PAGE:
Sunday, January 29, 2006

Ever seen a drug rep sales pitch?

Some excerpts from 2 (two!) Fed Ex letters I received from Valeant Pharmaceuticals:

As a recognized leader in Palliative Care you have been specially selected to particpate in a Consultant Forum. The to understand the current perceptions towards Cannabinoids and their potential...

Now I thought that was nice that they complemented me. Made me feel good. A recognized leader. Not bad for being two years out of fellowship. Hmmm..the current perceptions towards Cannabinoids. More on that in a bit.

Consultant Forum particiapants will be provided a consulting honrarium of $500 from Valeant Pahrmaceuticals. ...will be held at Ruth's Chris Steak House in conjunction with the AAHPM 2006 Annual Assembly.

Wow! That is a lot of money. In fact very close to the amount for the whole assembly. 3 days of educational talks and I have to pay over $500, but then I could also receive $500 for helping advocate for cannabinoids in the United States.

Well since you already know my opinion on pharmaceutical industry and honorariums, (I don't like them and vow not to take any pens or 'free lunches.') you already know I was not going. I will be going to the Grand Ol' Opry that night on my own dime though!

So I did a little digging. Valeant Pharmaceuticals is based out of Costa Mesa, CA and is the maker of Cesamet (nabilone) an anti-emetic based on the cannabinoid class. My first letter was received in early January. Five days after the FDA denied Valeant changes in labeling.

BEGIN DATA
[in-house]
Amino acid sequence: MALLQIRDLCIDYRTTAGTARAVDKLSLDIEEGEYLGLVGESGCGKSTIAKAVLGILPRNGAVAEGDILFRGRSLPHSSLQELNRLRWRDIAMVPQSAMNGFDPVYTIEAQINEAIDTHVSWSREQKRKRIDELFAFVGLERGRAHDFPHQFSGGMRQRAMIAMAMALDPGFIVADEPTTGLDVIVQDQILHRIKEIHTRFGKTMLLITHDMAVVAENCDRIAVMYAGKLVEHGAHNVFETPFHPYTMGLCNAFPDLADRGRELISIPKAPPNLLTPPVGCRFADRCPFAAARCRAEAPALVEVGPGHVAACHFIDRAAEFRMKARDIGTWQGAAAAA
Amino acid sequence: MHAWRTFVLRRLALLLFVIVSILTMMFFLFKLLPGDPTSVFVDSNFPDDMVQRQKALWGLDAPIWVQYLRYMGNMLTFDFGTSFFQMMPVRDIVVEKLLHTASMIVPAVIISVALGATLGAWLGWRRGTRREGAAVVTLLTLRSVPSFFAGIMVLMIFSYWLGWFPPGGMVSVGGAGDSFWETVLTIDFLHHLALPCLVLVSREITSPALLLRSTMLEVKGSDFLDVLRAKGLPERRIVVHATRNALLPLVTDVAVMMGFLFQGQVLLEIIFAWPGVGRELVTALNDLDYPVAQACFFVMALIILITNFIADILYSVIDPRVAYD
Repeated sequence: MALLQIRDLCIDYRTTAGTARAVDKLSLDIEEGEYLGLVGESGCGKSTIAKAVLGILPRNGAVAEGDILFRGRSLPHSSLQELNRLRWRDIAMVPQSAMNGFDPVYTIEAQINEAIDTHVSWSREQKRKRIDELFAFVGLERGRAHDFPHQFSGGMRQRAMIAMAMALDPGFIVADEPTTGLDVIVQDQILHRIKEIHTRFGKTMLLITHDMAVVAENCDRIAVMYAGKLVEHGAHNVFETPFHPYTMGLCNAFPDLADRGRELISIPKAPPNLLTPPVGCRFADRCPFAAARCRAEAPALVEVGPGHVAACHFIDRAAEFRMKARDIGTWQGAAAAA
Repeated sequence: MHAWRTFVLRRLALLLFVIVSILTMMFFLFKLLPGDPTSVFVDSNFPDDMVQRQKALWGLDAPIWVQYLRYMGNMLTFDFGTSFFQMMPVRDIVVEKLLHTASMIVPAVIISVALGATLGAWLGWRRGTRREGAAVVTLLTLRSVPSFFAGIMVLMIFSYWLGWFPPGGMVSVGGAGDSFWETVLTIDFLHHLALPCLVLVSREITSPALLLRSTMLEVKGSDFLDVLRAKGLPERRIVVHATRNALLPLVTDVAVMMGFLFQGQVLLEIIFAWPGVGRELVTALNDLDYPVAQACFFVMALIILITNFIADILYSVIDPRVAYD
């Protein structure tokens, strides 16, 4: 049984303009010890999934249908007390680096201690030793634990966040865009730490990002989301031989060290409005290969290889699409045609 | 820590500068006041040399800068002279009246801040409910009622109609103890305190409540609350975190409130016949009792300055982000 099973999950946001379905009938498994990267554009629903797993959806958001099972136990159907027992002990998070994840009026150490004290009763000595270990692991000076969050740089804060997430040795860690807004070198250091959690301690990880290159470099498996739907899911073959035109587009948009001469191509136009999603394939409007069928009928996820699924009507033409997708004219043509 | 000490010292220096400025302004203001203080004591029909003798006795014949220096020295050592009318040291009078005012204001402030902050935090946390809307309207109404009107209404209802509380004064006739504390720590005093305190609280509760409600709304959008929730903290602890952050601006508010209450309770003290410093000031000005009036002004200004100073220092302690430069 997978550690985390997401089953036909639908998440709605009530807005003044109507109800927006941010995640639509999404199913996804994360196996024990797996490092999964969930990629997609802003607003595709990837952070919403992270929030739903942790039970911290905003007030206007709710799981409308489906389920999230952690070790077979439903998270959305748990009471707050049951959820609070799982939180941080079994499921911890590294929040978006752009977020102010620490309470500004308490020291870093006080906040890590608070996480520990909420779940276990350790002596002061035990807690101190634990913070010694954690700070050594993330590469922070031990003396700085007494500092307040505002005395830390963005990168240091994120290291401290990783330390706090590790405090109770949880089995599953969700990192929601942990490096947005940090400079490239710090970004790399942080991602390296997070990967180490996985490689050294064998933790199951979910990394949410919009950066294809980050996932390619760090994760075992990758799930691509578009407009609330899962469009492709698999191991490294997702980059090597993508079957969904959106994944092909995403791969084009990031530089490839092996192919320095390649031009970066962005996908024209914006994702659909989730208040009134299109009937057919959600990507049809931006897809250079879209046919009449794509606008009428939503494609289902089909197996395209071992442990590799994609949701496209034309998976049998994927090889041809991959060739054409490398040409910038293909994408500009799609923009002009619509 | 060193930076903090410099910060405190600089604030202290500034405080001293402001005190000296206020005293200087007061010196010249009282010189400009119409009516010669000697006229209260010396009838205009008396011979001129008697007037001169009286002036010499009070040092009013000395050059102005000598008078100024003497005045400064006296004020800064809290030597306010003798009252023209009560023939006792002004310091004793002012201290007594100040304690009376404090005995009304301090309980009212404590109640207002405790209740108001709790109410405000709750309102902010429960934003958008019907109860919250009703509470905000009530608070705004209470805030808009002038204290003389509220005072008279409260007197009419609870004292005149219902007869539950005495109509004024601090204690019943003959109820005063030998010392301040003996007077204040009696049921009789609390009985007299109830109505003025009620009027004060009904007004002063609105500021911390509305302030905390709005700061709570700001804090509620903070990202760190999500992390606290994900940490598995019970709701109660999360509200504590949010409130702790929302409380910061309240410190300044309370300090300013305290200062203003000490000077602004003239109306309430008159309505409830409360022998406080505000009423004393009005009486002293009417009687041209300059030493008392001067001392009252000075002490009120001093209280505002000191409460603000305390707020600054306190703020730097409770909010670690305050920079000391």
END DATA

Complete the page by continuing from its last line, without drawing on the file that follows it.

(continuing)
What those changes were are not clear, but Valeant is not putting Cesamet on the market until further discussions with the FDA. Well Cesamet is on the market in Canada where it controls 88% market share. The drug was originally developed by Eli Lilly, but never went to market in the US when it was apparoved for Chemo induced nausea and vomiting in 1985.

So where am I going with all this?

Nabilone itself looks like it may be an effective antiemetic per this report in BMJ in 2001 (pdf) (no declared competing interests). I have no problem advocating for more effective medications for palliative care. My problem is the way this is done. I may end up advocating for this medicine, but I do not feel like I need to get paid $500 or get a nice steak dinner for it. Why not more discussion among oncologists if they feel they have no effective tools for chemo induced N/V? Why not more presentations at conferences that are open to scrutiny by peers and without funding from the pharma?

I want everyone to understand I have nothing personal against nabilone, cannabinoids or Valeant Pharmaceuticals or the FDA. I believe this is all part of the dance of the current system and it is unfortunate it has to be this way.

I know my question at the Assembly will be: Hey you going to Ruth's Chris on Friday night?

PS: Like the name: Cesamet (Cease + Emesis OR Cease + Mets)

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